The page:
Three Guineas

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Three Guineas is an important essay written by Virginia Woolf in 1938, a famous feminist writer in England. In this essay, Woolf responds to a letter she receives from a prominent London lawyer asking her to contribute three guineas toward a fund to prevent war -- one for building a women's college, one for promoting women's employment, and one to prevent war and protect intellectual liberty. She lays out a vision of women's education and economic independence as the foundation of social equity and justice.

In this essay, Virginia Woolf addresses the "professions of educated men" and their utter lack of ability to prevent war. Woman is under the constraint of socially constructed expectations and roles. The split between the private and the public realms is putting women in a disadvantageous position. Woolf says:¡±¡­ There are two worlds in the life of the nation, the world of men and the world of women.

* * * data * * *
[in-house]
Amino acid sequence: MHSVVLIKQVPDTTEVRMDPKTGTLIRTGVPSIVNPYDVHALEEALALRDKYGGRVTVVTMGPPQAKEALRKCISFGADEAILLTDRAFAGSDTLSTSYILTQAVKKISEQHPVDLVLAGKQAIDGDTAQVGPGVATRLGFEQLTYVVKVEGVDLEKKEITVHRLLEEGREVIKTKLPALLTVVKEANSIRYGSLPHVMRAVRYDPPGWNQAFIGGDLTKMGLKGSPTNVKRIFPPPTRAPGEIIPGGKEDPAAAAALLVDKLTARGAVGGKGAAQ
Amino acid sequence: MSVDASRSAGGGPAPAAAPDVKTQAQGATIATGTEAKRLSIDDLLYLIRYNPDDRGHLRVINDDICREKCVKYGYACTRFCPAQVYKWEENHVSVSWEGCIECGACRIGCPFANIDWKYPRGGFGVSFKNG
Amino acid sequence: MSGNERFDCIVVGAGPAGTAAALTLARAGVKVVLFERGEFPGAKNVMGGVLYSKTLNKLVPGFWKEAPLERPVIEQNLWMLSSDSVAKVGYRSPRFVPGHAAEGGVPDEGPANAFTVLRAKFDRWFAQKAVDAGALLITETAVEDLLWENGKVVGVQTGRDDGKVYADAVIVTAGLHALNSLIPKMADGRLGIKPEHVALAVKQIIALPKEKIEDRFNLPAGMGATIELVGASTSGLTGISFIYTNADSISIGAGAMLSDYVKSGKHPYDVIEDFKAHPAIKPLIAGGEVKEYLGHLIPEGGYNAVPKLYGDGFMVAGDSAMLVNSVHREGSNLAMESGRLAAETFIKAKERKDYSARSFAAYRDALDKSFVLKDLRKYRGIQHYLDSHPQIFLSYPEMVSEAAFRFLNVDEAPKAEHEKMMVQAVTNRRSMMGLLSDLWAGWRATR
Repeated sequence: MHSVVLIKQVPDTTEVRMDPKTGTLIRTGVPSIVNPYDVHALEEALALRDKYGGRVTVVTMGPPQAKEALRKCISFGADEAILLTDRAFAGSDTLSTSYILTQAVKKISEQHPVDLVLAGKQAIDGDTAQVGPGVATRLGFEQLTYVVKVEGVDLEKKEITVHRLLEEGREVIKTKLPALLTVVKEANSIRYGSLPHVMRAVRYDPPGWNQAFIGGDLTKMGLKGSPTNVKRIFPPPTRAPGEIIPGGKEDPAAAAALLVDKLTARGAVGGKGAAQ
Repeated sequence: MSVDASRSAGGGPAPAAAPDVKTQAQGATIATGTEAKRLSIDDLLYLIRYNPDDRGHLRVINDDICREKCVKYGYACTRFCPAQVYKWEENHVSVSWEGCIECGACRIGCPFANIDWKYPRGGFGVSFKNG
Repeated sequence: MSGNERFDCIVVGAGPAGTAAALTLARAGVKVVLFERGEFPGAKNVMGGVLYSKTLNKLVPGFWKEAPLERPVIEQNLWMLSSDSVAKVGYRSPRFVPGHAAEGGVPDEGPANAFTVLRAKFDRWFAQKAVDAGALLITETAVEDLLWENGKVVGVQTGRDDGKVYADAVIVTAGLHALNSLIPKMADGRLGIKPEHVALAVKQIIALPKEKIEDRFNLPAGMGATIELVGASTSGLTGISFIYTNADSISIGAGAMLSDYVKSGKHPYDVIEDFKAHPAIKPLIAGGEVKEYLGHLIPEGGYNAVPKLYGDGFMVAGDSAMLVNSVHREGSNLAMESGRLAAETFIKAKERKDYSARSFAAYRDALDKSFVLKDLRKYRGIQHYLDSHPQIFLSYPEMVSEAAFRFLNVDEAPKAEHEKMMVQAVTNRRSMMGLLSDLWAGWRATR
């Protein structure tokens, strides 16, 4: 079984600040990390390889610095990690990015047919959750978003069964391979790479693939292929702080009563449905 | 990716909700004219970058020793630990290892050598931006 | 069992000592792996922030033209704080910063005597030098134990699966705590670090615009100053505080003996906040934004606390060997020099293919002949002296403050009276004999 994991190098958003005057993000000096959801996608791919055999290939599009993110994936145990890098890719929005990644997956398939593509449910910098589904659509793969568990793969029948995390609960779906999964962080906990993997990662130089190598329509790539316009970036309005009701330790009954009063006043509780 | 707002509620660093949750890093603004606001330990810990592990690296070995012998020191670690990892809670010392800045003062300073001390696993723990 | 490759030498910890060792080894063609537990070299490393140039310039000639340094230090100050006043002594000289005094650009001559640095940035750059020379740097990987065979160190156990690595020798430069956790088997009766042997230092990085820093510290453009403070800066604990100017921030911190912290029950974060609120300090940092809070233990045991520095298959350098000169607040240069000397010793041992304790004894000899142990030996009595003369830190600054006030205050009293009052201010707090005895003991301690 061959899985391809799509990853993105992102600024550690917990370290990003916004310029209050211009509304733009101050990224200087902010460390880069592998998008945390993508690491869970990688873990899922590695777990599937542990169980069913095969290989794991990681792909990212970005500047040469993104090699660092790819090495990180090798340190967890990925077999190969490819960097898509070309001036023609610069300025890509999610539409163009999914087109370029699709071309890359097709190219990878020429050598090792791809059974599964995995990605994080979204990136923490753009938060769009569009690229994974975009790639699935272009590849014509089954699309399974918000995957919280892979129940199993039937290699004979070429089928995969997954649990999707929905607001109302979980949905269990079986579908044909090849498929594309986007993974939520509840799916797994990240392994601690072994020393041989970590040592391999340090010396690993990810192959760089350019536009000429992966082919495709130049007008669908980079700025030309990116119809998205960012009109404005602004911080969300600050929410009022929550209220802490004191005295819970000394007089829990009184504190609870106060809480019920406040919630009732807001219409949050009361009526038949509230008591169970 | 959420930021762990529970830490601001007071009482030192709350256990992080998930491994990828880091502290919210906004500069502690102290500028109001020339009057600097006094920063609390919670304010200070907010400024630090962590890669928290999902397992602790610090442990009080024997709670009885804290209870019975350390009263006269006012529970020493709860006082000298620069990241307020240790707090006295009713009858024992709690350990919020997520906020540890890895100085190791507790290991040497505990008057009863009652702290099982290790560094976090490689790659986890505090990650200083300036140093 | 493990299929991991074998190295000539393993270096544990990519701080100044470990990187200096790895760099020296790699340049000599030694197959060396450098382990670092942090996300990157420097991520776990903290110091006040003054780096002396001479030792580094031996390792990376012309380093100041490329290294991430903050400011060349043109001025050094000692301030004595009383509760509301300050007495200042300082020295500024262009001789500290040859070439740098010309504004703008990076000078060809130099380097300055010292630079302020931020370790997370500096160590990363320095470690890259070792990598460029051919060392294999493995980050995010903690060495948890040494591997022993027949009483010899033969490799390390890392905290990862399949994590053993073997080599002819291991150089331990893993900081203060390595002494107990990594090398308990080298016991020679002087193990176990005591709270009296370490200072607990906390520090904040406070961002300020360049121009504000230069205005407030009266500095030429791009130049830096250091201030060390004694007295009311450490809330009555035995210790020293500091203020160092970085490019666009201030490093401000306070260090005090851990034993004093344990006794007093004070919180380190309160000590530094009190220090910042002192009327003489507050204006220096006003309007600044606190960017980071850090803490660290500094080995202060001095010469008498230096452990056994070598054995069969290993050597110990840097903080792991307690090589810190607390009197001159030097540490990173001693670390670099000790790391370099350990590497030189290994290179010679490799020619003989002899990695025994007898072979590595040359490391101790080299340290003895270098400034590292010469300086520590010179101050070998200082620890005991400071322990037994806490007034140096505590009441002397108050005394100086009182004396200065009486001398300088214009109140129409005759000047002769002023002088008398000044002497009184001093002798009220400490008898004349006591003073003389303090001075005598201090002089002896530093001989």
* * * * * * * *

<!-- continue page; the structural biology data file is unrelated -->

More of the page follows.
Nature has done well to entrust the man with the care of his family and the nation. The woman's world is her family, her husband, her children, and her home'. Woolf not only rejects the patriarchal system, but also articulates the need of women's integration in the public sphere if they are to prevent war. But this creates dilemmas for women, as she says, ¡°...we daughters of educated men, are between the devil and the deep sea. Behind us lies the patriarchal system: the private house, with its nullity, its immorality, its hypocrisy, its servility. Before us lies the public world, the professional system, with its possessiveness, its jealousy, its pugnacity, its greed. (...) Each is bad. Had we not better plunge off the bridge into the river; give up the game; declare that the whole of human life is a mistake and so end it?¡± The...